“Seeds of Hope and Remembrance” is the theme of this year’s Afri Famine walk in Northwest Donegal. “Choctaw heirloom squash seeds will be planted at the community garden in Falcarragh to honour the Choctaw, who helped to feed Famine Ireland” explains Maire Nic Fhearraigh, a walk organiser. The squash is called issito in the Choctaw language and matures into a large, oblong shape that is bright orange, both inside and out. Sean O Gaoithin, head gardener at Glenveagh National Park recently reflected on the planting of Choctaw squash seeds at Glenveagh and on food security, community gardens and how planting seeds helps us to remember our heritages:
“Heirloom seeds connect us with our histories. In the past twenty years at Glenveagh we’ve collected many plant seeds unique to Donegal and the country, like the Gortahork Cabbage and Irish apples. By growing them we become the keepers of these plants and we connect to our heritage directly, to the biodiversity of this particular place and to our ancestors. By bringing these kinds of plants in and highlighting them in a high profile growing venue, Glenveagh in a sense has become the Botanic Gardens of Donegal.
We’re introducing wild plants into the garden at Glenveagh as well because we want to reverse the trend of exotic plants that escape from the garden and are messing up the native flora. As human beings we are also acclimatised to this place through the geology and the weather. Geology dictates soil conditions and the climate gives us a particularly wet environment. Ecologically it all fits together. As gardeners we work with all of these things.
Plants are like the first books, they were nearly the first things we named and had different associations for. They were used for food and for ritual and for medicinal purposes. All plants have a use if only we knew what to use them for. That’s very much part of the Irish tradition, so giving our attention to what’s of this place connects us very much with the essence of this particular landscape, whether it’s a potato or a cabbage or a native oak or a native woodland, and when we experience places like Glenveagh we become reconnected to the spirit of them.
We have the purist air, the purest rainwater falling on us. It’s all coming off the north Atlantic where there is no industry and so we have pristine conditions for plants to grow in. It would be hard to imagine Donegal without fuchsia, it’s from Chile. It would be hard to imagine Donegal without whin bushes, they’re from the Mediterranean. So we need to be more respectful I think, about how we see flora and especially successful flora. The Choctaw heirloom seeds are taking well to Irish soil. They are very happy. We are going to grow them in the glasshouse because we want fruit and seed off them.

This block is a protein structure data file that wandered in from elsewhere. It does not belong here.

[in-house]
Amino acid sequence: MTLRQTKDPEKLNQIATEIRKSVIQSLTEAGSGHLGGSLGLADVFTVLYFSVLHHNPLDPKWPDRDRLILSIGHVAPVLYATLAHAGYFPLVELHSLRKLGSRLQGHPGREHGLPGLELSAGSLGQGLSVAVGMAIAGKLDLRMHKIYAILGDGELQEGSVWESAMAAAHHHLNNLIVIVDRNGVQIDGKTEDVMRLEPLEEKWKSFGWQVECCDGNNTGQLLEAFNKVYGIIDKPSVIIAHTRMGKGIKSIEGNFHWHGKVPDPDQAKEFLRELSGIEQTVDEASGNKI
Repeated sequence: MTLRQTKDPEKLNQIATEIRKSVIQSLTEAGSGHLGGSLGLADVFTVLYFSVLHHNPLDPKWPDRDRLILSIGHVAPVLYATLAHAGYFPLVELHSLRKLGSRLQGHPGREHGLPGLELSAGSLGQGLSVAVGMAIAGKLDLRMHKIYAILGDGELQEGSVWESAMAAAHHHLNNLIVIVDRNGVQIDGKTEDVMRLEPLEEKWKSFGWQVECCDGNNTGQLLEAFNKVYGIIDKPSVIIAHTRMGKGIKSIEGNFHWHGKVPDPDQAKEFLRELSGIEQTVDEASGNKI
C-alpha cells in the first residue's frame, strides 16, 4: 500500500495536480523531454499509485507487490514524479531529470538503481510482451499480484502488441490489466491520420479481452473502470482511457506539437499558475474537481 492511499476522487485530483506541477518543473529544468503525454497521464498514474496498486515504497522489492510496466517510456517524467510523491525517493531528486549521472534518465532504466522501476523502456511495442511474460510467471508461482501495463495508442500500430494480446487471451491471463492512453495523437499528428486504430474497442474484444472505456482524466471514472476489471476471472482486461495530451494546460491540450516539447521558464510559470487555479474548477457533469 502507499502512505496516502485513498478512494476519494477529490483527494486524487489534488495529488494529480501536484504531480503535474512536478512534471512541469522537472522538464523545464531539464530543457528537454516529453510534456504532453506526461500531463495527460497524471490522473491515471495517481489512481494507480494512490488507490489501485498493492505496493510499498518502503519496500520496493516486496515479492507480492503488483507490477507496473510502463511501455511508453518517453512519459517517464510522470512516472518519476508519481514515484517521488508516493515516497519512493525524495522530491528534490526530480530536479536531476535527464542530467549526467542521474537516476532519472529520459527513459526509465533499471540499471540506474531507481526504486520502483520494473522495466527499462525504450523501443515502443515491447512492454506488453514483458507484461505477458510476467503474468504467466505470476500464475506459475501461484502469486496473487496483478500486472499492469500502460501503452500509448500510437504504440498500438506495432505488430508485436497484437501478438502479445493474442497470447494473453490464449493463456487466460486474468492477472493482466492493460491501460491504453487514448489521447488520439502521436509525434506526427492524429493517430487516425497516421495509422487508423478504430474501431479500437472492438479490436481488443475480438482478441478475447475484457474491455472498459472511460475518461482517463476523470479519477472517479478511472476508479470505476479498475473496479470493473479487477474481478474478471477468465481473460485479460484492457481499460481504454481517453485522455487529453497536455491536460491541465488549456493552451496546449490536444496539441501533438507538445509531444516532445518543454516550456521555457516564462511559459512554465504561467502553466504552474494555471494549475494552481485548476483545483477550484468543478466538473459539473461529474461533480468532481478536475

Community gardens are taking off all over the world! When people come together to garden it becomes a very satisfying and complete community activity. People start sharing resources and experiences. Community gardens are wonderful interactions between humanity and nature. They are natural schooling grounds, a health promotion environment for plants and for people. Community gardens have a great role to play and Glenveagh too in a sense is a community garden of Donegal. In the end, community gardening is community building.
Irish food sharing traditions tell us that the best way to conserve a plant is to give it away and we know that by sharing we are likely increasing the chance of us succeeding as well as the plant, because if we lose a seed we can get it back from other people. There has always been a sense that what we produce belongs to us all. Irish people have always shared their crops with others as a community activity. We have a very strong sense that food is a basic human right that we all share. We talk about different kinds of wealth but free wealth is all that nature provides.
We have free air, free water, free fertility but in ways much broader than just ourselves. For example, we couldn’t garden without birds and bees and earthworms. At Glenveagh we collect tree seed, herb seed, shrub seed and vegetable seed. There is a challenge with Choctaw heirloom squash seed because we don’t have the climate and it’s not part of our own heritage, but having said that, the pumpkin is part of our culture now and so we shouldn’t be too purist because all culture belongs to all people. The Choctaw heirloom squash will probably mature in August or September.
The Irish State maintains a collection of over 500 varieties of potatoes in East Donegal. From that they reintroduce virus free potatoes, but increasingly, food has become genetically modified by industry. Seed companies like Monsanto have control over certain world crops. They have bred Roundup Weed Killer resistant wheat so farmers are free to use herbicides on their crops. The active ingredient of Roundup is turning up in cornflakes. That is really bad for world health, for the soil, for ground water, for what comes out of your tap and many gardeners are very aware of this.
But if we have our own growers of our own seeds then that’s real food security, like the Sweeney family perpetuating the Gortahork cabbage whose seed originated in Scotland, or growing new seeds like the Choctaw Heirloom squash. At the end of the day, we need more good seed and more gardeners”
Sponsored by Action from Ireland (Afri) and Concern Worldwide, the walk will begin at 1:00 PM on Saturday, June 4, from the Dunfanahy Workhouse Museum to the old Famine storehouse in Falcarragh, known as The Yard. Transport will be provided from Falcarragh to Dunfanaghy and then back to the Workhouse Museum, following music and refreshments. The walk route covers approximately 9 miles. Everyone is cordially invited to participate without charge. Suitable walk clothing is encouraged.